I love this because you’re taking a higher math idea and turning it into a game that children that age are familiar with.  It’s also a game that parents and grandparents can play with the child. And it instills in children at a young age that math play is enjoyable.

      Can you talk about other math explorations of Higher Maths that parents can do?  Or that an elementary school teacher, who doesn’t consider herself a mathematician, can try?

    • Note to audience: Enjoying this conversation? Why not join Cake?


      ***************


      Happy to be chatting with you again about math, @amacbean16 . I received a question from Twitter on the cover image used for this panel.

      Can you talk a bit about the gifted curriculum you use and how you decide what’s a good choice versus what to avoid? What other resources do you draw upon as a homeschooling educator?

      And do your kids really like math?

      😉

    • Math understanding came very early to my oldest child. She seemed to just intuit concepts, and plowed through the solid mastery-based curriculum I had chosen to teach arithmetic (Singapore or Primary Mathematics).

      She was on track to start algebra in 4th grade, but I read an opinion piece from a mathematician who urged lingering and applying tools in more creative ways, rather than being in a hurry to introduce more tools. So I shifted gears and found Art of Problem Solving’s brand-new elementary curriculum. It’s called Beast Academy, and I was a little skeptical at first about the comic book approach to the textbook. But it’s highly respectful of kids’ intelligence, curiosity and creativity and it’s lots of fun besides.

      My younger kids use a combination of Singapore and Beast Academy. It was a perfect fit for my oldest, but her younger siblings don’t want to miss out so they rise to the challenge. That picture was from Beast Academy’s 3A Practice book.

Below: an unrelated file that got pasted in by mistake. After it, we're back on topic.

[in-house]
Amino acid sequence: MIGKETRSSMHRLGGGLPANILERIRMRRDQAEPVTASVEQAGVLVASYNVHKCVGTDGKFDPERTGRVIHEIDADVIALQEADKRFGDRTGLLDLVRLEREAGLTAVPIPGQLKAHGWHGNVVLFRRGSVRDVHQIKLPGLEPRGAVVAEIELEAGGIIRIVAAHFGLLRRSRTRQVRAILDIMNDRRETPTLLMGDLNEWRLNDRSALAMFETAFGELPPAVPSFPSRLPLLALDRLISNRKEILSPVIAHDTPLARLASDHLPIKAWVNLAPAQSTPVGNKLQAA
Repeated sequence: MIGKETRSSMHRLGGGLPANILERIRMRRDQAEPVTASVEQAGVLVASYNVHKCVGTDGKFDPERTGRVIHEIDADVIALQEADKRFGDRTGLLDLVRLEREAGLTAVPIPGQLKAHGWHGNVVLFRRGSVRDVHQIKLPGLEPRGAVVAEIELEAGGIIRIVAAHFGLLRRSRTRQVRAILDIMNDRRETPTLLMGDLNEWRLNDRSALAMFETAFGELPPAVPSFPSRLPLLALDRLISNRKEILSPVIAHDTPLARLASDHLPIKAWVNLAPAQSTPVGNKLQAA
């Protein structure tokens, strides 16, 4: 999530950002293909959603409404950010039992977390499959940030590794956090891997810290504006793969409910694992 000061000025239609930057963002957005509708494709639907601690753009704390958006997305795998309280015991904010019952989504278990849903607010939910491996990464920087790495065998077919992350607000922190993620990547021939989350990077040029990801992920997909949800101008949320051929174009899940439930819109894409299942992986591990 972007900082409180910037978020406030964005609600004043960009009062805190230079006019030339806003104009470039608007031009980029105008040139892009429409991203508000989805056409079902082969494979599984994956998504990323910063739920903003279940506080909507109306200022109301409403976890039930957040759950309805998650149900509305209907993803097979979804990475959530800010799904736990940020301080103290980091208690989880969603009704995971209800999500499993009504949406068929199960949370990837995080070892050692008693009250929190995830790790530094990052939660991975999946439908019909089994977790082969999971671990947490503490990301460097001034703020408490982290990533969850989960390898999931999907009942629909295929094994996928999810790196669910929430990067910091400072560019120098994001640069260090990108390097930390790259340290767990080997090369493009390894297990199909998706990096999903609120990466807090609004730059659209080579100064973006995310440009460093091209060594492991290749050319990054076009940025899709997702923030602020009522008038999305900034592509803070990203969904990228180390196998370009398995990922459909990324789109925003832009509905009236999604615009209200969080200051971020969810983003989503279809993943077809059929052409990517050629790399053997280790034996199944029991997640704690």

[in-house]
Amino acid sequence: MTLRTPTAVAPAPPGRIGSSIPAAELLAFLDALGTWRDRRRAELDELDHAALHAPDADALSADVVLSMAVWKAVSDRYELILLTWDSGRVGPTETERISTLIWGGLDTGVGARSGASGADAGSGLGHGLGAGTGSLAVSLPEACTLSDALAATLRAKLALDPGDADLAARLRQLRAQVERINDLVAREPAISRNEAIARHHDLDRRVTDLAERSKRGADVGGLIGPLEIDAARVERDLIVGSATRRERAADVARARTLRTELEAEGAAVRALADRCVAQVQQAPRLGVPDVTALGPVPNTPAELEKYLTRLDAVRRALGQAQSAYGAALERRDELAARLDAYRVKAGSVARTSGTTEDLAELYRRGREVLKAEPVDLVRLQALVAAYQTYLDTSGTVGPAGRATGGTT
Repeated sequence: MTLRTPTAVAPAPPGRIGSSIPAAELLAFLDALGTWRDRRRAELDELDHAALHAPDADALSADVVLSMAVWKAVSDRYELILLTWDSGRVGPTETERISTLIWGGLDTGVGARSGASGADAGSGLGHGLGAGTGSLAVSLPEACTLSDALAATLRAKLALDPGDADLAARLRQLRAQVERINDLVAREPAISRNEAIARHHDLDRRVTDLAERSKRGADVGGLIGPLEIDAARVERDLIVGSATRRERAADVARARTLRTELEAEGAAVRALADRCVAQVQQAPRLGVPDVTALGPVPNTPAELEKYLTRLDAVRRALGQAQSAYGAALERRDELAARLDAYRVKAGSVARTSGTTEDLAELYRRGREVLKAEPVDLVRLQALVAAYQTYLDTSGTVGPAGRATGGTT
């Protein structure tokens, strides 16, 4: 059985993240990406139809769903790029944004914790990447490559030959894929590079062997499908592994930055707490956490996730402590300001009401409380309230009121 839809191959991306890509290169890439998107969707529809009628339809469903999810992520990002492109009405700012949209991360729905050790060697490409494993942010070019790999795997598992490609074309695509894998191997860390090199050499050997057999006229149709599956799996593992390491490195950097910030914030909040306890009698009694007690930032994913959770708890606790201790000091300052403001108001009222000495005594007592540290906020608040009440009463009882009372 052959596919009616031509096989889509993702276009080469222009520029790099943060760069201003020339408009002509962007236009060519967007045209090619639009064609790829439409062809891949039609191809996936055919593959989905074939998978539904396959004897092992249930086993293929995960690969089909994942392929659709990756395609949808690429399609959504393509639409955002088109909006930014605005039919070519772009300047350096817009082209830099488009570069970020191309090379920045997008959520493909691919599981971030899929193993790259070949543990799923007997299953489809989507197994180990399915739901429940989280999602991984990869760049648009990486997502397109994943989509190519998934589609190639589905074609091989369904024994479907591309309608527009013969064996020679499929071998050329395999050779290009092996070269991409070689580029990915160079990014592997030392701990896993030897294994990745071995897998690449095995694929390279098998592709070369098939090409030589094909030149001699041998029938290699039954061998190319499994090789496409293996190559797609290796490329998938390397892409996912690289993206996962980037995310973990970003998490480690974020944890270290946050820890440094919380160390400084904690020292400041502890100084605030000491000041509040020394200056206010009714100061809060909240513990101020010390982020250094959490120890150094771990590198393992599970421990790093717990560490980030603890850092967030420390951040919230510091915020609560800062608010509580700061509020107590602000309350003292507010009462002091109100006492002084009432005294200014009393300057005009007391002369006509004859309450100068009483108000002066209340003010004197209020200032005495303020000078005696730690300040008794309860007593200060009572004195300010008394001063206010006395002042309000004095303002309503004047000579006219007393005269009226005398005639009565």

I’ve also pulled together a small homeschool team for the Math Olympiad contests, but it’s difficult to find other homeschool moms enthusiastic about math, unfortunately. Most feel that is a weak subject for them, and they often pass that insecurity along to their children.

    • We also keep tangrams, pattern blocks, and logic puzzle books around, but even something as simple as stocking graph paper for doodling has yielded fruit in understanding geometry.

    • I’m so inspired by what I’ve seen on your site! As I’ve been busier with her younger siblings, I think my oldest has been more independent with math, and she and I both miss the companionship as she explores new concepts. I want to get back in the arena with her.

    • A fun challenge is to count a set of objects by lining them up, then see if the number stays the same when you put them in an array. Which way is easier to count? Do you want to count the rows or the columns? They can learn the commutative property of multiplication this way!

      This is brilliant! It’s amazing the curiosity of young children and this is an activity that can fascinate them as much as non-math oriented discovery activities.

      You wrote Nix the Tricks in part, I believe, to end practices that inhibit a child’s natural curiosity for math exploration.

      Can you give an example of common short cuts that get in the way of teaching Higher Maths to young children?

    • Everyone teaching tricks to kids means well, they're trying to get them through the assignment, the lesson, the test etc. But tricks jump past the concepts that form a foundation for later. We can start by counting objects more efficiently by organizing them in arrays, then see that as multiplication and then further simplify by using an area model to represent partial products (instead of drawing out twelve boxes per row, use a large box to represent ten and two smaller boxes to represent the ones). This approach can be extended in all sorts of fun ways, including using variables. But if students only learn to multiply with something like the turtle head method (Google image search if you must, I don't want to send them any more web traffic than they have already), there's no opportunity for connections.

    • Fun that @Chris will be doing a TEDx Talk! I believe we had already invented Prime Climb by the time I had my talk, but the color scheme presented itself as a perfect example to show, which would lure people in to thinking about math :-)